Source 2

“[A] Pro-Ana argued that the Yahoo sites ‘are not promoting for people to be anorexic! They aren’t sending out fliers or adds (sic) to join these groups, which is what promoting is. These clubs are not making or forcing people join them in being anorexic. The clubs are simply a place for people with anorexia to talk to someone, whether they want to give up anorexia or live with it’….

However, the Pro-Ana cause has not been taken up by Internet public interest and civil libertarian groups, such as the Electronic Frontier Foundation, Center for Democracy and Technology, nor the ACLU, who have been champions and supporters of the right to free speech on the Internet (including, in some instances, hate speech).”

 

These excerpts above grabbed me (I’m putting them as one nugget as they support each other and interested me equally). I would use this as part of the counter argument against those who move to shut down the pro-ana websites. The first part is a quote from a pro-ed blogger who states what I would agree with as pretty much true: The sites don’t actively advertise the dangerous content they contain. This is generally true, although there are people who posses certain tendencies that could stumble across these sties and have that spiral into something serious (and I’ll probably get to this general statement in another post). With this, the second portion mentions the freedom of speech take on things (even though the quote tells us these websites haven’t been supported by freedom of speech supporting groups themselves. This is essentially the main counterargument to my first nugget-and an extremely important one to consider as it is a right everyone (in America) has even in cases where the freedom allows for controversial opinions to be voiced.

 

 

The connections this nugget has to my last is that it is a specifically chosen counterargument against the pro-ban side. As they are purposefully opposing, they don’t really share many similarities and the differences are all in the content of arguments they are supporting. As such, they actually end up working together to create the start of the necessary representation of all arguments that I will have to include in my research paper. The inclusion of both arguments hopefully will allow my readers to have an understanding on the ethics vs freedoms stances.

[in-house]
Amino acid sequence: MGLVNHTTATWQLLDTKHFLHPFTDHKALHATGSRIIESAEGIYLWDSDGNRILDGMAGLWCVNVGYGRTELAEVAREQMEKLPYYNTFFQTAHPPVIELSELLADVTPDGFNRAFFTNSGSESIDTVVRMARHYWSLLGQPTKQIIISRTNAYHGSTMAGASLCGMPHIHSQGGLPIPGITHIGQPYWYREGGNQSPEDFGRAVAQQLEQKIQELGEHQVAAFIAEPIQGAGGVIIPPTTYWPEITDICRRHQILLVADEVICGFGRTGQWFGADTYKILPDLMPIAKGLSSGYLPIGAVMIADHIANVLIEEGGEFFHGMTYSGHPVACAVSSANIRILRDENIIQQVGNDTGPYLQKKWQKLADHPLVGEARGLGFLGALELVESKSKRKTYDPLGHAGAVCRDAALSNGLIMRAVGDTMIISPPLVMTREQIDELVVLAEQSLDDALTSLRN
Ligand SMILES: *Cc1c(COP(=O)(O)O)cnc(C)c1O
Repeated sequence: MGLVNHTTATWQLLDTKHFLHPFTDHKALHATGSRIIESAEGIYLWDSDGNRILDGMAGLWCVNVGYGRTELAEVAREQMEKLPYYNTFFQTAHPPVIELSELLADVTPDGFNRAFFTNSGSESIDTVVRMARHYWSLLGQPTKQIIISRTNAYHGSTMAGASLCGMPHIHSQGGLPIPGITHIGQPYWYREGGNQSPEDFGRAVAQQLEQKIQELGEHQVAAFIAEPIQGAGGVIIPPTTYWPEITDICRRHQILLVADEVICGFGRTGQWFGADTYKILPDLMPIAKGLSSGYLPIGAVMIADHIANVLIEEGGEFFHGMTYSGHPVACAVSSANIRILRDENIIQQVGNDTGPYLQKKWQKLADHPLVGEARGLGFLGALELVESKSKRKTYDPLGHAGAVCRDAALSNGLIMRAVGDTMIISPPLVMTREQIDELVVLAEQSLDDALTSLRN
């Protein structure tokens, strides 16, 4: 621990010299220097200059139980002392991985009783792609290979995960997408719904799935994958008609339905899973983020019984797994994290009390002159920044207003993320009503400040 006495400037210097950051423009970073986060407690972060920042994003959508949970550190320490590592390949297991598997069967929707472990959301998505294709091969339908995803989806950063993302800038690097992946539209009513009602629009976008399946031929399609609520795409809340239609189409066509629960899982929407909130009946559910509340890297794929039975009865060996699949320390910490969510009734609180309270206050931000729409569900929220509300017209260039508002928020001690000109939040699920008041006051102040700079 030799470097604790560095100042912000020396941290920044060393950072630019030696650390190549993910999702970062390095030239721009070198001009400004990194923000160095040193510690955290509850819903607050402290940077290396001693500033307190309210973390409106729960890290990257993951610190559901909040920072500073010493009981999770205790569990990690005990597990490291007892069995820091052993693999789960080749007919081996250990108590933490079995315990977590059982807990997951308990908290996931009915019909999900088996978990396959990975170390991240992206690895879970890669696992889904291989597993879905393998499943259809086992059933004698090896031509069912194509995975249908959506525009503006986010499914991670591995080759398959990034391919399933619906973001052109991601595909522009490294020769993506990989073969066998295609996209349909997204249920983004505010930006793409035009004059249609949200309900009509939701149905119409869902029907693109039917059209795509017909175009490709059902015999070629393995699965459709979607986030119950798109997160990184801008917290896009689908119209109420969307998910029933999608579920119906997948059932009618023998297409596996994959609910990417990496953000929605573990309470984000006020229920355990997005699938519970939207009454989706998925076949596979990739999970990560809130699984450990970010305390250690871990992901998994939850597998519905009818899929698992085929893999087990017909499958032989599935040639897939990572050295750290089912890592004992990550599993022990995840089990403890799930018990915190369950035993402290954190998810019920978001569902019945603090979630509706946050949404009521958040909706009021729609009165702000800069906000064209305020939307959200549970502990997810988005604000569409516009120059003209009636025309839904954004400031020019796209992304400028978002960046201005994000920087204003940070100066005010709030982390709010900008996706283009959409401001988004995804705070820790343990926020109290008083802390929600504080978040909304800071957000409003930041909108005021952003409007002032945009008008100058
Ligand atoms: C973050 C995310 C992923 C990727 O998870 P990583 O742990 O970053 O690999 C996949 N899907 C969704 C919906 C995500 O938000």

2 comments

  1. Jon Becker November 1, 2015 at 9:54 pm

    Reply

    The link didn’t work for me, but that’s OK…

    I think the second part is really interesting. If EFF and ACLU are not taking up the cause, that says something.

    Though not nearly as extreme, this reminds me of the controversy behind Crossfit (http://www.livestrong.com/article/545200-the-fall-of-fitness/). The Crossfit community is VERY strong and protective and the company itself does a lot of work to keep negative information out of the public’s eye (see e.g. http://spinsucks.com/communication/the-crossfit-pr-nightmare/)

    • M November 1, 2015 at 10:53 pm

      Reply

      I have no idea why that link didn’t work, but I’ll try to fix that. To follow up on the last few posts you have commented on, I’ll accept that you’re right on keeping it a ethics vs legal topic. As I’m not on a side, I’ll be also doing the research on this paper for my sake of choosing a stance which may help me write it out anyways. I read the Crossfit paper and had no idea they were that intense. Kind of interesting to see pretty similar-minded people such as the pro-ana members and the extreme Crossfitters (I’m sure not everyone wants to get a reward sticker for puking from a workout) and how one is widely outwardly popular and the other completely stigmatized. Very cool article!

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